"Of the top 478 events we identified 144 economically and socially disastrous extreme fire events that were concentrated in regions where humans have built into flammable forested landscapes, such as areas surrounding cities in southern Australia and western North America."

Using climate change model projections to investigate the likely consequences of climate change, the research found more extreme fires are predicted in the future for Australia's east coast, including Brisbane, and the whole of the Mediterranean region - Portugal, Spain, France, Greece and Turkey.

"The projections suggest an increase in the days conducive to extreme wildfire events by 20 to 50 per cent in these disaster-prone landscapes, with sharper increases in the subtropical Southern Hemisphere, and the European Mediterranean Basin," Professor Bowman said.

University of Idaho Assistant Professor Crystal Kolden said the United States had a much higher proportion of fire events become disasters than any other country in the study. Wildfire burned more than 10 million acres in the US in 2015, and cost over $2 billion to suppress.

"What is really novel about this study is that in the US, we tend to make the assumption that all large and intense fires are disasters, and that there is nothing we can do about it," Assistant Professor Kolden said.

"The projections suggest an increase in the days conducive to extreme wildfire events by 20 to 50 per cent in these disaster-prone landscapes, with sharper increases in the subtropical Southern Hemisphere, and the European Mediterranean Basin," Professor Bowman said.

University of Idaho Assistant Professor Crystal Kolden said the United States had a much higher proportion of fire events become disasters than any other country in the study. Wildfire burned more than 10 million acres in the US in 2015, and cost over $2 billion to suppress.

"What is really novel about this study is that in the US, we tend to make the assumption that all large and intense fires are disasters, and that there is nothing we can do about it," Assistant Professor Kolden said.

Read more at: https://phys.org/news/2017-02-extreme-increasingly-global-landscape.html#jCp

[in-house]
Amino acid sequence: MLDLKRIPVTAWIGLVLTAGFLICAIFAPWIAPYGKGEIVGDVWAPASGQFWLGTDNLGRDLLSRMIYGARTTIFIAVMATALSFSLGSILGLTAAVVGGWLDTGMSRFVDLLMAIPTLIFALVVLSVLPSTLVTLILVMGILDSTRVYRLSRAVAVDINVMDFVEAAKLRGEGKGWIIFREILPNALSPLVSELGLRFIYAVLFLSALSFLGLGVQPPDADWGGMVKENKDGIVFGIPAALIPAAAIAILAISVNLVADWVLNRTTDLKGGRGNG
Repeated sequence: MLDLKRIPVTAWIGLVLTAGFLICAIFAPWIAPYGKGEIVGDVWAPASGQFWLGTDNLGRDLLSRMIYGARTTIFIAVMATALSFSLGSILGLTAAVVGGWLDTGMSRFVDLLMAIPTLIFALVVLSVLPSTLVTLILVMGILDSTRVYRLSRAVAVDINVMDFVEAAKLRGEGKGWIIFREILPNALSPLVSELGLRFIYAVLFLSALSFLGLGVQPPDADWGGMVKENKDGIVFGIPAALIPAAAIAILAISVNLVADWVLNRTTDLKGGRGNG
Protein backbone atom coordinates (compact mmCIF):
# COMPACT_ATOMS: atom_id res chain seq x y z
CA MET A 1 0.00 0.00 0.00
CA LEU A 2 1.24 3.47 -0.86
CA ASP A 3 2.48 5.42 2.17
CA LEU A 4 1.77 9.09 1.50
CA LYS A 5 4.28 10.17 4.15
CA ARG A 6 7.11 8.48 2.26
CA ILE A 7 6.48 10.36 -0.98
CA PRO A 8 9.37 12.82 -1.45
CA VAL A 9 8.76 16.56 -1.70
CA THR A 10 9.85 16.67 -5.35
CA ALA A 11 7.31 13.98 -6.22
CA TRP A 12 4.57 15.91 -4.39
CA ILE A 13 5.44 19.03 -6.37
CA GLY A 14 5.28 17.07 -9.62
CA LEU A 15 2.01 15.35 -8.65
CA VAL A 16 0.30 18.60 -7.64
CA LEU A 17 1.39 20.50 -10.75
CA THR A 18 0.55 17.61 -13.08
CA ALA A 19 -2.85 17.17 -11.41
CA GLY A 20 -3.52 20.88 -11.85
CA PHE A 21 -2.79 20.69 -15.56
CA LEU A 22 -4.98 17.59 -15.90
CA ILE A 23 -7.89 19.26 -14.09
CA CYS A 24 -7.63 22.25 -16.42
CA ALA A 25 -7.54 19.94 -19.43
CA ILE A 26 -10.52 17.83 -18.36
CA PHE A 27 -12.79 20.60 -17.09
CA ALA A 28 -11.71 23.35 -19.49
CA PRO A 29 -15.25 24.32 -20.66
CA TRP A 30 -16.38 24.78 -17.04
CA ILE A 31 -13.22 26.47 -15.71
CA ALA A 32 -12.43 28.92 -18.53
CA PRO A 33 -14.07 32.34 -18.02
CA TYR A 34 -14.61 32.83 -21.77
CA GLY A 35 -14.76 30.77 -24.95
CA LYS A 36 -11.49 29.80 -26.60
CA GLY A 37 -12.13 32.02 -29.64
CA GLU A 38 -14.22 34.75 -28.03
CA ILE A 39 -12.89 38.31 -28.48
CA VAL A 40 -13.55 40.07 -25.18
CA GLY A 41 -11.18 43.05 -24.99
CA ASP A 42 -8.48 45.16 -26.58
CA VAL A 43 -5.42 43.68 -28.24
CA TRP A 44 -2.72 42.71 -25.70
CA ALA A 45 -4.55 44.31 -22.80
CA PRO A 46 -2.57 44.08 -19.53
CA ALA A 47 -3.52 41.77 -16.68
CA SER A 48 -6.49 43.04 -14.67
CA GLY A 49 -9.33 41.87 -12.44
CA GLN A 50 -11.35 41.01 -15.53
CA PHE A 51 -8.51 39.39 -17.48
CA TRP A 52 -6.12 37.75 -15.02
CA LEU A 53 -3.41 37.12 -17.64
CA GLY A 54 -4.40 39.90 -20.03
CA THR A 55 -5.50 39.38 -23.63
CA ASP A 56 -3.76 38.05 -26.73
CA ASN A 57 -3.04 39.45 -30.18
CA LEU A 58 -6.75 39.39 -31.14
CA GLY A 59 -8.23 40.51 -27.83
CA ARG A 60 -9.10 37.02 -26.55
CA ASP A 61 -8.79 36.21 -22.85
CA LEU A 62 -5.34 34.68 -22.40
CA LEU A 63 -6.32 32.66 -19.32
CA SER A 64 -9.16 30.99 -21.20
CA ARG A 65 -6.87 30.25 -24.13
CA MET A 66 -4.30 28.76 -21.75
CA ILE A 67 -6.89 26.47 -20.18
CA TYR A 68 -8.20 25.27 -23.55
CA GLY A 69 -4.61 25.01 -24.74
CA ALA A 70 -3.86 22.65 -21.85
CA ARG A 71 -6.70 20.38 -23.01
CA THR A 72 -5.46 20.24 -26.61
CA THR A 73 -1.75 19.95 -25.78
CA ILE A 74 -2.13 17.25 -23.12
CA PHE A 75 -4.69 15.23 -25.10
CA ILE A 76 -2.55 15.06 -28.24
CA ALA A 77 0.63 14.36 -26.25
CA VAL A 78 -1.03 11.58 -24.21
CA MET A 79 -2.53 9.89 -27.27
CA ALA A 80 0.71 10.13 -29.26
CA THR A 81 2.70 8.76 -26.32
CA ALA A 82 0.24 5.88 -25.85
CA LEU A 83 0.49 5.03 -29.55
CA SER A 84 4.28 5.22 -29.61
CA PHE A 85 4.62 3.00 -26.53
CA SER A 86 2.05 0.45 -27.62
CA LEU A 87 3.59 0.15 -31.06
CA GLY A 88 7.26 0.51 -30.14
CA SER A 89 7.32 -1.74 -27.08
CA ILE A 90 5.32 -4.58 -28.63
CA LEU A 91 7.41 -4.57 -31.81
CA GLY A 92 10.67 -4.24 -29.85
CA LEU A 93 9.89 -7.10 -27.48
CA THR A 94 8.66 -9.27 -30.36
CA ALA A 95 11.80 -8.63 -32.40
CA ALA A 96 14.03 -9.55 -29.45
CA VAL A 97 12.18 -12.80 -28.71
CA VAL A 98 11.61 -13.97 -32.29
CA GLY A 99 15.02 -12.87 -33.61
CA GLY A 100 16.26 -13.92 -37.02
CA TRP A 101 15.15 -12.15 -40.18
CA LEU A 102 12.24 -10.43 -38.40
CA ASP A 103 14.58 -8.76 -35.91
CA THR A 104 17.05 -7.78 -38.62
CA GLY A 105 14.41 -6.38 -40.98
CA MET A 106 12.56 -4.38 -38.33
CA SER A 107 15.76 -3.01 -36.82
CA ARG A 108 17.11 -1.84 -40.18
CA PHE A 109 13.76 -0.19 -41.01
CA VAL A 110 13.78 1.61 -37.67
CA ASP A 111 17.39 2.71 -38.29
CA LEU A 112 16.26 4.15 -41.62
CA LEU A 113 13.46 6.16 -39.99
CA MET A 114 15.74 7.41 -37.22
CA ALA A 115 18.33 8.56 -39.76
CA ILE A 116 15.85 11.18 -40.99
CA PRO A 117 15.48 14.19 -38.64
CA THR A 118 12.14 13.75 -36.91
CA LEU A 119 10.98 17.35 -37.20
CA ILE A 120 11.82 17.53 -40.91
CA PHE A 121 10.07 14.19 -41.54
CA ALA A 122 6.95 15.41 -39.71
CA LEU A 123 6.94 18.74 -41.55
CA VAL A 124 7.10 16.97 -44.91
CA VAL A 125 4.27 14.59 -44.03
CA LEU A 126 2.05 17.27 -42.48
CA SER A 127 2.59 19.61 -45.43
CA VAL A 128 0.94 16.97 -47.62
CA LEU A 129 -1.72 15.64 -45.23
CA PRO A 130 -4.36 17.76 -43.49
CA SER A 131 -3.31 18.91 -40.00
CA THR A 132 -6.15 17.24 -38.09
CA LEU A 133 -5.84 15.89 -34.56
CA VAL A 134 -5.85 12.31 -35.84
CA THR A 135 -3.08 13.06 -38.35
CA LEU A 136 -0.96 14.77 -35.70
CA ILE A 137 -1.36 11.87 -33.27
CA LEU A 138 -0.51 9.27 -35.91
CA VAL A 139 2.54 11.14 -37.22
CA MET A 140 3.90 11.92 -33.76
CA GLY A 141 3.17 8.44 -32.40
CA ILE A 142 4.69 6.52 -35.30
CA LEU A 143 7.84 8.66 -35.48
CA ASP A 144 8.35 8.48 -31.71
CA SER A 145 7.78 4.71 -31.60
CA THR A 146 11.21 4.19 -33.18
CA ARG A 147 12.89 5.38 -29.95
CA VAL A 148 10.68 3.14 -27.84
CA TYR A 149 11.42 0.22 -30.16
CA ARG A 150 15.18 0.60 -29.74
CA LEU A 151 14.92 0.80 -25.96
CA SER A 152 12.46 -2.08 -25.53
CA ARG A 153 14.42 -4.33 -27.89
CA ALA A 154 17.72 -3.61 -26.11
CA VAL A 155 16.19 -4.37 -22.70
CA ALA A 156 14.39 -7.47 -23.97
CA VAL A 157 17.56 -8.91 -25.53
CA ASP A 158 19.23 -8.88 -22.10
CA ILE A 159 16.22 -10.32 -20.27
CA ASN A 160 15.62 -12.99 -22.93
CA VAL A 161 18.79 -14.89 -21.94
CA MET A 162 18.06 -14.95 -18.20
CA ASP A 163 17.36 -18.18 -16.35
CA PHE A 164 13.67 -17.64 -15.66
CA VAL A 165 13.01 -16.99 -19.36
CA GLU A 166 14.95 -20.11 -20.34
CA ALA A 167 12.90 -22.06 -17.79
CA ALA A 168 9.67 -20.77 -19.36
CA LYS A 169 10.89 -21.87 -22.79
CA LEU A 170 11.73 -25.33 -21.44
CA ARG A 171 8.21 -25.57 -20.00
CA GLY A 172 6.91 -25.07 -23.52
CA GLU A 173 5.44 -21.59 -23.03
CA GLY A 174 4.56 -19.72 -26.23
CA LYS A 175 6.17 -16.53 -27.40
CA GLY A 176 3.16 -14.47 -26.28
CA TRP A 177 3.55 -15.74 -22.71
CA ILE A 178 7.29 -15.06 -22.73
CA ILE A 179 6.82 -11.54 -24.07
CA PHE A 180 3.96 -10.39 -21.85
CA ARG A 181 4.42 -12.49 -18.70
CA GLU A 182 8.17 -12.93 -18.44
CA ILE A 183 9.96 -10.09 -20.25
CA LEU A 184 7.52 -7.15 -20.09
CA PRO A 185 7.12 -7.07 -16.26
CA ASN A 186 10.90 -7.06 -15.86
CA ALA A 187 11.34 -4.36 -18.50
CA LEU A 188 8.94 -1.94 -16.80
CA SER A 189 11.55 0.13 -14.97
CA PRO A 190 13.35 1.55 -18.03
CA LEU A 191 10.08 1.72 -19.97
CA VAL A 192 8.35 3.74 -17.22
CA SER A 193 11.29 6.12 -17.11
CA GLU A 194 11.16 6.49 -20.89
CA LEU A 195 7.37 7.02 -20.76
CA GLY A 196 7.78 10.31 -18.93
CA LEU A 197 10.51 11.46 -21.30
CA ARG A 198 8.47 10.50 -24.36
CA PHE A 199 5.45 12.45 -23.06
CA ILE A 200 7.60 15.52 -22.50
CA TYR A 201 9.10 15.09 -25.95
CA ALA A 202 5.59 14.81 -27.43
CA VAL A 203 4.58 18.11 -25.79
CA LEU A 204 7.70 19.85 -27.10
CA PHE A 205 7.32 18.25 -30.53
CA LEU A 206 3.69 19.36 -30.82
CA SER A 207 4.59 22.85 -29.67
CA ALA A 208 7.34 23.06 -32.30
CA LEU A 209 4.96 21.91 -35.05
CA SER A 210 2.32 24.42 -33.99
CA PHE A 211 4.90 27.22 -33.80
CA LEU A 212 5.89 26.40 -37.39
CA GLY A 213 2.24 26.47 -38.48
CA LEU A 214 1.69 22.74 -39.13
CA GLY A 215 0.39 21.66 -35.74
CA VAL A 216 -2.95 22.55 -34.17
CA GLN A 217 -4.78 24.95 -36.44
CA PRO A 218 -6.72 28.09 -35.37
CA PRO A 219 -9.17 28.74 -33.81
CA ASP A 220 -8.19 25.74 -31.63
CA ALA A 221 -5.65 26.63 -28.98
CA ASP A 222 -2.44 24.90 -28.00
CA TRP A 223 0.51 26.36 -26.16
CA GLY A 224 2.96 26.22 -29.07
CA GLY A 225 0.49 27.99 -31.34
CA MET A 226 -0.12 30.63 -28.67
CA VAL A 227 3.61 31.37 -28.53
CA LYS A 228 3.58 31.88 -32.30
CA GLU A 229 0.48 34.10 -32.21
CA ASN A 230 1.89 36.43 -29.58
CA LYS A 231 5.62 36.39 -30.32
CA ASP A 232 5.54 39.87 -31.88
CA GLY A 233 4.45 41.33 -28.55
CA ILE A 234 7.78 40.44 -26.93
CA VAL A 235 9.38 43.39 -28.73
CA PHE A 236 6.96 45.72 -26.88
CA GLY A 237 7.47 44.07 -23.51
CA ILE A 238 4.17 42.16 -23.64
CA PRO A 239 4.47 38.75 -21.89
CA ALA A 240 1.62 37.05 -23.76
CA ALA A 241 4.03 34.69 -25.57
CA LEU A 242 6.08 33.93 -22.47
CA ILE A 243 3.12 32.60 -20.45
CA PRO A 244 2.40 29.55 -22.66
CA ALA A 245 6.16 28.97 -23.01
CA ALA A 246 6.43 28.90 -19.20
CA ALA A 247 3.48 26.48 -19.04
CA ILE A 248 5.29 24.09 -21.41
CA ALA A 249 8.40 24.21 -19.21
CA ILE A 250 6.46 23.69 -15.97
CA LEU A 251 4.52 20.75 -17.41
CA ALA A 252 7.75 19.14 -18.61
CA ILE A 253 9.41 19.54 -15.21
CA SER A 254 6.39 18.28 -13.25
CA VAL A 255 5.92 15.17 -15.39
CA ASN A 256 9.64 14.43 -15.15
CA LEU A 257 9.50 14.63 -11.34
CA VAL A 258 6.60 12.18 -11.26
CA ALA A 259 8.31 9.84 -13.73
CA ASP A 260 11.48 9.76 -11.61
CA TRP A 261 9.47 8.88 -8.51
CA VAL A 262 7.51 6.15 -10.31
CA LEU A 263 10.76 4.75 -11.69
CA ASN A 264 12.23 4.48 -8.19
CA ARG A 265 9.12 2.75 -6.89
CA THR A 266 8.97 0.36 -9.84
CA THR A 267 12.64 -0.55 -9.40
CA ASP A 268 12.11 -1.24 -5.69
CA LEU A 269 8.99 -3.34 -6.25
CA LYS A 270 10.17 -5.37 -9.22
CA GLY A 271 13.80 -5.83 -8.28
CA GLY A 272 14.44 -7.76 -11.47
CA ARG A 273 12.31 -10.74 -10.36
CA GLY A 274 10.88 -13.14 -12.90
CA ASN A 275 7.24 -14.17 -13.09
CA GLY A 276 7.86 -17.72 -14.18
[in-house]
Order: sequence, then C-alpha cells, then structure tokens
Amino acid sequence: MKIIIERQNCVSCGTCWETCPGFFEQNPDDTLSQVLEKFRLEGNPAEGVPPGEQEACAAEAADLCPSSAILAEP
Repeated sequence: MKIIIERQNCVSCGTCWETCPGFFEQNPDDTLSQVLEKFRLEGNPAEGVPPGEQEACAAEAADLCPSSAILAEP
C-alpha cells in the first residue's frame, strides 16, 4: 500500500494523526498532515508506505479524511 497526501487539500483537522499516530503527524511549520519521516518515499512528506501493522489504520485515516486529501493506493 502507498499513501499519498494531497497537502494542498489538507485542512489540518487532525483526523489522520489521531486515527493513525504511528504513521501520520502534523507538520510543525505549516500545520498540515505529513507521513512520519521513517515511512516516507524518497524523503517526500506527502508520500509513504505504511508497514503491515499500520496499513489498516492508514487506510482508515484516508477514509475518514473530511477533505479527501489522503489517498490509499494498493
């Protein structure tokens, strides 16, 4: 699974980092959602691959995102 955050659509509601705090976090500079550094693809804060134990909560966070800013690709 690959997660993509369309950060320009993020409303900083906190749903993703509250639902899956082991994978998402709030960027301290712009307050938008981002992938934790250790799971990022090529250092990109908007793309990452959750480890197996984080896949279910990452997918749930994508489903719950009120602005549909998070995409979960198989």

University of Tasmania Professor of Environmental Change Biology David Bowman led an international collaboration - including researchers from the University of Idaho and South Dakota State University - to compile a global satellite database of the intensity of 23 million landscape fires between 2002 and 2013.

Of the 23 million fires, researchers honed in on 478 of the most extreme wildfire events.

"Extreme fire events are a global and natural phenomenon, particularly in forested areas that have pronounced dry seasons," Professor Bowman said.

"With the exception of land clearance, the research found that extremely intense fires are associated with anomalous weather - such as droughts, winds, or in desert regions, following particularly wet seasons.

"Of the top 478 events we identified 144 economically and socially disastrous extreme fire events that were concentrated in regions where humans have built into flammable forested landscapes, such as areas surrounding cities in southern Australia and western North America."

Using model projections to investigate the likely consequences of climate change, the research found more extreme fires are predicted in the future for Australia's east coast, including Brisbane, and the whole of the Mediterranean region - Portugal, Spain, France, Greece and Turkey.

Read more at: https://phys.org/news/2017-02-extreme-increasingly-global-landscape.html#jCp

University of Tasmania Professor of Environmental Change Biology David Bowman led an international collaboration - including researchers from the University of Idaho and South Dakota State University - to compile a global satellite database of the intensity of 23 million landscape fires between 2002 and 2013.

Of the 23 million fires, researchers honed in on 478 of the most extreme wildfire events.